FindMyMethod.org, a contraception-awareness website, hopes to build a community where people can freely discuss sexual and reproductive health.
With a vision to normalize discussions around sex and help women navigate and access contraception, FindMyMethod.org (FMM) – an informational website about safe sex – launched an online forum on its website.
“The idea is to facilitate access to comprehensive information about sex, contraception and sexuality in a safe, reliable and prejudice-free space,” says Cecilia Gonzalez, FMM’s Program Manager. “The COVID-19 pandemic has revealed huge gaps that exist in contraceptive access and sexual health services in many countries, making digital spaces where clear information is provided even more critical than ever.”
Aiming to build a diverse global community, the forum has regional/country rooms such as India, Nigeria and Mexico for context-specific discussions, where users can chat in their local languages. Registration is quick and simple, and users have the option to be anonymous if they prefer. The platform is highly accessible and easy to use with topics neatly organized into categories and tags and an interface equipped with features such as reply, upvote and share.
“Young women often feel stigmatized asking for information about contraception and sex – let alone ‘taboo topics’, such as sexual pleasure or abortion,” says Tisha Gopalakrishnan, the Director of FMM’s parent organization, Woman First Digital (WFD). “In these restrictive settings, the internet is a great resource but is often filled with misinformation which is why we created a website so that women could access the information they desire from a trusted source.”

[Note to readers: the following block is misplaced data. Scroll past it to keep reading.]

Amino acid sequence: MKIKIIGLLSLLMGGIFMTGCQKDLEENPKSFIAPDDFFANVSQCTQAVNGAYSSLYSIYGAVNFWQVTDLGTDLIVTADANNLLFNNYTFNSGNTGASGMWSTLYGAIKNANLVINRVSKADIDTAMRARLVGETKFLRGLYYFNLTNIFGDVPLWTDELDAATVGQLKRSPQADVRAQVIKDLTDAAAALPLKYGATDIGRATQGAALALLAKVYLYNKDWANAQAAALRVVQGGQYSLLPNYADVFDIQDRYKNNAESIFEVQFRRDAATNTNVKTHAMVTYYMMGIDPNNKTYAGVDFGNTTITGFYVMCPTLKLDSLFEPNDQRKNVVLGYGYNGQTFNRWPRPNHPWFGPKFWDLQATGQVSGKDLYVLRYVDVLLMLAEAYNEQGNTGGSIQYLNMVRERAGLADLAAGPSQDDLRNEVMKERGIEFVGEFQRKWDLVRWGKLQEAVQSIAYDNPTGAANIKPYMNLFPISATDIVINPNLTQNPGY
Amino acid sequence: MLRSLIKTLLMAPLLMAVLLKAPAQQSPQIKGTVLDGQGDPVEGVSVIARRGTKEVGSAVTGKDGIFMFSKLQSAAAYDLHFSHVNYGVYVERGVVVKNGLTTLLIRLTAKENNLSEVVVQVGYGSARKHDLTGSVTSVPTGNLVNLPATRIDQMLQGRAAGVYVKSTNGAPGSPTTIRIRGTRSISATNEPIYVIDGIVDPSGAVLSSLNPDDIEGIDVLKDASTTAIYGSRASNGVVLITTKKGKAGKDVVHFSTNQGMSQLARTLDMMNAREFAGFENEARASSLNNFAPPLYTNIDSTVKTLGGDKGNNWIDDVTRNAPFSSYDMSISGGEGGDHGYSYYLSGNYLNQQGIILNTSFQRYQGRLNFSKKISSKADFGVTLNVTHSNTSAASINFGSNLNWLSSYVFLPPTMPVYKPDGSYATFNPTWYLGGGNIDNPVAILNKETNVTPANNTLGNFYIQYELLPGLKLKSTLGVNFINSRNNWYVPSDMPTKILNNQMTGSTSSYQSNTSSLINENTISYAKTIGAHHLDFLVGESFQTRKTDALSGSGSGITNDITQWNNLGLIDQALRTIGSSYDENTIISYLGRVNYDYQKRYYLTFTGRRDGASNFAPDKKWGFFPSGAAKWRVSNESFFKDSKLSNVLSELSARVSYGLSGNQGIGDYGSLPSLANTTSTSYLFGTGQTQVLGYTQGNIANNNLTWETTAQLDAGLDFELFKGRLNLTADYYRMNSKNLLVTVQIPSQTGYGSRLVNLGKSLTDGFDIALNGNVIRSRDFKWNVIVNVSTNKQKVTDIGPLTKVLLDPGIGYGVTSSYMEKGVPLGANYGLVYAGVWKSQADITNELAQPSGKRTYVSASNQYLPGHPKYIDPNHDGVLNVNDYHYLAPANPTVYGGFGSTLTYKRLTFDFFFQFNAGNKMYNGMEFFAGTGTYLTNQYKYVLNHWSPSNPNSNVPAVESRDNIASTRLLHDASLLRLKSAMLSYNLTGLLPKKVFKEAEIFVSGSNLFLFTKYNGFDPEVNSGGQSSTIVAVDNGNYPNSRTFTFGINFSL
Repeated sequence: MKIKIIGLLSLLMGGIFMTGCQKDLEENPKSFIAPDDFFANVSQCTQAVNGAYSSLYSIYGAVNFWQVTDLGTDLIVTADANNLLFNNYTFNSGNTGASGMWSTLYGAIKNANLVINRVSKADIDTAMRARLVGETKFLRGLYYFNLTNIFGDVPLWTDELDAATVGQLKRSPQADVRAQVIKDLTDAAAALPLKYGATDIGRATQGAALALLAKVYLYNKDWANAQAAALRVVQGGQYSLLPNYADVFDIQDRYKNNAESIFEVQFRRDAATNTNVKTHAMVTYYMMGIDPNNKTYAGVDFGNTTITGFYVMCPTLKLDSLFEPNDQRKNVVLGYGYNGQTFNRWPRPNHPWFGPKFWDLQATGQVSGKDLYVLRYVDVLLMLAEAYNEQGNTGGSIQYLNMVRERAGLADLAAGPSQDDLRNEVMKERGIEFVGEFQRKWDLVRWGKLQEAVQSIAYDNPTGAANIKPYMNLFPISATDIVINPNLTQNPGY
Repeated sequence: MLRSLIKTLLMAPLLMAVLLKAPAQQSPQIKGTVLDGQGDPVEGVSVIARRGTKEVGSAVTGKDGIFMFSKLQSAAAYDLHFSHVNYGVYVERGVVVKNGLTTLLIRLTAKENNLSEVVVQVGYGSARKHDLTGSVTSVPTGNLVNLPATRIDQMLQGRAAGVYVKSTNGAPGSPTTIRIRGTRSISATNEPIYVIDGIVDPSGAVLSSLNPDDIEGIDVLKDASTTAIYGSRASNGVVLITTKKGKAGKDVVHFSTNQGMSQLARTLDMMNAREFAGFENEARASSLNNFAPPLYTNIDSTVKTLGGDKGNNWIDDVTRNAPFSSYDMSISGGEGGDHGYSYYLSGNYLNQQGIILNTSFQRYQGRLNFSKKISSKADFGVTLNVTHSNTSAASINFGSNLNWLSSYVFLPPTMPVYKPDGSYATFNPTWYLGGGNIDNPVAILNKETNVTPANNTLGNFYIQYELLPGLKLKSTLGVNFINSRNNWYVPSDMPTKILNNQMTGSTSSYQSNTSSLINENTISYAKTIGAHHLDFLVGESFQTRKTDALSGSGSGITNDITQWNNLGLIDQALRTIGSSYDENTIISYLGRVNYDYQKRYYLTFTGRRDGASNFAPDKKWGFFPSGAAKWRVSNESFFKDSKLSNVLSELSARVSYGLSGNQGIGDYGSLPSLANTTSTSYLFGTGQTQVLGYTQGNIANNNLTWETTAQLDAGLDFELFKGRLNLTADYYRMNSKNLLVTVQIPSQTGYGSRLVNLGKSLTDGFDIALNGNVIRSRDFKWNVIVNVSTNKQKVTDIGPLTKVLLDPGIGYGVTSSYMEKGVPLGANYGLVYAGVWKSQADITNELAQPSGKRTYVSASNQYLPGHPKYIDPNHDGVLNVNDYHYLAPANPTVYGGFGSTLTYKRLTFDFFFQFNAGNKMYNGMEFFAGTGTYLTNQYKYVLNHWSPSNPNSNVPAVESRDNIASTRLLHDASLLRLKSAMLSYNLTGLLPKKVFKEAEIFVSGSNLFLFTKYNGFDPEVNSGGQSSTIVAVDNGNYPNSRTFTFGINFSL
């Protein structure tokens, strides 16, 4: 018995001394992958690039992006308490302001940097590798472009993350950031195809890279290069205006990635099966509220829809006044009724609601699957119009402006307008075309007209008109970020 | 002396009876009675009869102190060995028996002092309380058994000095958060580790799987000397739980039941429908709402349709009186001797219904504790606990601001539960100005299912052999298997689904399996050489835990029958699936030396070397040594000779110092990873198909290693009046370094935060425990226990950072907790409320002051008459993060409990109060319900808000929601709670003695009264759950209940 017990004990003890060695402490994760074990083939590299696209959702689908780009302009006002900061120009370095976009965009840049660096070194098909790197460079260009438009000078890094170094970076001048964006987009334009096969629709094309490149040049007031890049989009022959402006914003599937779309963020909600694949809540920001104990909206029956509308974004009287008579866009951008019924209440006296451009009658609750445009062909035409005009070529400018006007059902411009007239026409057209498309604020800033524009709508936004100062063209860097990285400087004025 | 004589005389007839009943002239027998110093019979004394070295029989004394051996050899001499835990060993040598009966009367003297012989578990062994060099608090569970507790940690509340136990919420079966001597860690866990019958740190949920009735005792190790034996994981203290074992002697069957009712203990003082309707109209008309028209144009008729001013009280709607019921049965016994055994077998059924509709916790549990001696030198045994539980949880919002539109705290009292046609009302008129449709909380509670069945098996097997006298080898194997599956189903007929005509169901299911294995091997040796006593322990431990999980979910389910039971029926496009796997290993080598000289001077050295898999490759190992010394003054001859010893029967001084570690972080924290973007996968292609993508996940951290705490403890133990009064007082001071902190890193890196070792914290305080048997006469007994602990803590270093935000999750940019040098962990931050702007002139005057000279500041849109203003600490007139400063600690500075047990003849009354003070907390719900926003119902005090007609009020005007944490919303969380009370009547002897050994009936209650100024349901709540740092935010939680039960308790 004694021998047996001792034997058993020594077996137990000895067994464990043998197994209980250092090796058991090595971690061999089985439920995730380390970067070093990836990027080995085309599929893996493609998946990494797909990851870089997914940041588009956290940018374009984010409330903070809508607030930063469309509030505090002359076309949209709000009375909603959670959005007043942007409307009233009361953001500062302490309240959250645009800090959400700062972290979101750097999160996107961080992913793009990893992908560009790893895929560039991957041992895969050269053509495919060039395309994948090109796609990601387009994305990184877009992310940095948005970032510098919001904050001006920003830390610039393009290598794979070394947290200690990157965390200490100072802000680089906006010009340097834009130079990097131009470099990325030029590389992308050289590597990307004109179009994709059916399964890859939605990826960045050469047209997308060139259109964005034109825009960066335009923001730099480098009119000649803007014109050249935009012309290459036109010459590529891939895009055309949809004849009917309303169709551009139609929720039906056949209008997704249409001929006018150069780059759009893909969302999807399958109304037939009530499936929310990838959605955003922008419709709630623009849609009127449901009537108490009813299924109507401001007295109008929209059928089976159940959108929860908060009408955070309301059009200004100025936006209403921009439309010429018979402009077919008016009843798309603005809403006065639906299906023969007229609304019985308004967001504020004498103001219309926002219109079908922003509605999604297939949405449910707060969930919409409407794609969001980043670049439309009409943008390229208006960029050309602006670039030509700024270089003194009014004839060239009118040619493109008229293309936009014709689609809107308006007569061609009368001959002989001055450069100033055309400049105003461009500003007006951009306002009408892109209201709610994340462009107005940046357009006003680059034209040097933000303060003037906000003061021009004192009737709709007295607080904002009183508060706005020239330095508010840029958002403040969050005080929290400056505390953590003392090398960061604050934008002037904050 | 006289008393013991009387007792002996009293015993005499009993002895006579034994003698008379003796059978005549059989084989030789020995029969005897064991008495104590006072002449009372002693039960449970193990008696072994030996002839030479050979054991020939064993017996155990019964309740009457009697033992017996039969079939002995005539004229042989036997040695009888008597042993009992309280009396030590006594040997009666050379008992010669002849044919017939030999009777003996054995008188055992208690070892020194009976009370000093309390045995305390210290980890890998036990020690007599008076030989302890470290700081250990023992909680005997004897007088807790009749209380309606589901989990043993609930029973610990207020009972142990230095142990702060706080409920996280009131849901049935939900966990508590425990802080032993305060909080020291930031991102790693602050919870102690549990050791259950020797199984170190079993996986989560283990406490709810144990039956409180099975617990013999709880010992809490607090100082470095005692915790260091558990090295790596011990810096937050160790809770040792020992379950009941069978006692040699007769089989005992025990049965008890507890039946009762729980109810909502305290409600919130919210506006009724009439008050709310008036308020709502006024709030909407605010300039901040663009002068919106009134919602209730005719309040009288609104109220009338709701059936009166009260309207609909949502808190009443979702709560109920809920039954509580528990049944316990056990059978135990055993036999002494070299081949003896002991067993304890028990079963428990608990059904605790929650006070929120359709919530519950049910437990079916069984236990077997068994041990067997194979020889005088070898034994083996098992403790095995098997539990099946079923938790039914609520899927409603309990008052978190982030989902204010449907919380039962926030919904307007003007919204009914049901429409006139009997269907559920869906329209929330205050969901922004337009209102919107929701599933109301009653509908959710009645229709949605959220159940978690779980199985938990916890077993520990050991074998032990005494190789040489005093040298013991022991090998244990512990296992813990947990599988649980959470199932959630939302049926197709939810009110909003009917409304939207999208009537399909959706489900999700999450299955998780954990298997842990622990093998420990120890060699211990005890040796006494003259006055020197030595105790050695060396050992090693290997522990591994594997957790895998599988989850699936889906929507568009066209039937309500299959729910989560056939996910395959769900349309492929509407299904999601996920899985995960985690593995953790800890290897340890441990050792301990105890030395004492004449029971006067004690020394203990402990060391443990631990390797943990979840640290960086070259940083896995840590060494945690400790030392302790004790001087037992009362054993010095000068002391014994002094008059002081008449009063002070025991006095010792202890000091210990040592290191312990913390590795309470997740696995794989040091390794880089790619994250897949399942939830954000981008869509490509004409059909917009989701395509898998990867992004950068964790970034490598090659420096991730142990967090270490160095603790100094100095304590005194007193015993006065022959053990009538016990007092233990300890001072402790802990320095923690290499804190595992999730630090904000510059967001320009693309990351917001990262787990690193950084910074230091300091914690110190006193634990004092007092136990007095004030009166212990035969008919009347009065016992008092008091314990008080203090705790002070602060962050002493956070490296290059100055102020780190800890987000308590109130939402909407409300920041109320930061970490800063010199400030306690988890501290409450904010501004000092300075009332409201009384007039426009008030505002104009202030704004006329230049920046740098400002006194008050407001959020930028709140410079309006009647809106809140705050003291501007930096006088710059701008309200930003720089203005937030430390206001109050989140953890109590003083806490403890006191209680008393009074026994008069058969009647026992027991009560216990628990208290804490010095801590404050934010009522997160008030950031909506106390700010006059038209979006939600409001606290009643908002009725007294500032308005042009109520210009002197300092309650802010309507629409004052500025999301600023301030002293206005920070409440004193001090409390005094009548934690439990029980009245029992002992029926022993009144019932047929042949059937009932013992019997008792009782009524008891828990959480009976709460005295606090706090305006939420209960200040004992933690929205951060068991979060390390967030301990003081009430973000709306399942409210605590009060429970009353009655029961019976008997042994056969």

With a digital landscape full of options to connect and share, Gonzalez adds the forum will be a place where people can talk about something they normally wouldn’t discuss on social media – their sex lives-“For intimate topics like this, women generally look for a safe space and a person they can trust. The forum will provide that space.”
Gopalakrishnan agrees, saying the forum offers users a platform to have open-minded discussions. “A big fear that many women have about contraception are the side-effects often associated with them, or which doctors or facilities they can go to in their city or town to get high-quality and judgement-free contraceptive counselling and services. The forum aims to offer a platform for that kind of peer-to-peer engagement and knowledge sharing around women’s experiences with contraception, and products and providers in their countries that they can vouch for. And in the context that emphasizes their right to pleasurable sex,” she says.
Program Director at DKT International Nigeria – an organization working for family planning and HIV prevention – Nirdesh Tuladhar said a forum which allows people to post their questions will help millions of individuals with their sexual health. “It is a wonderful initiative to normalize the dialogue between contraception, sex and pleasure. Not only does it provide excellent information on access to contraceptives by country, it also allows engagement. This I feel is crucial. An interactive forum to turn to for answers without the fear of being judged or embarrassed,” he concludes.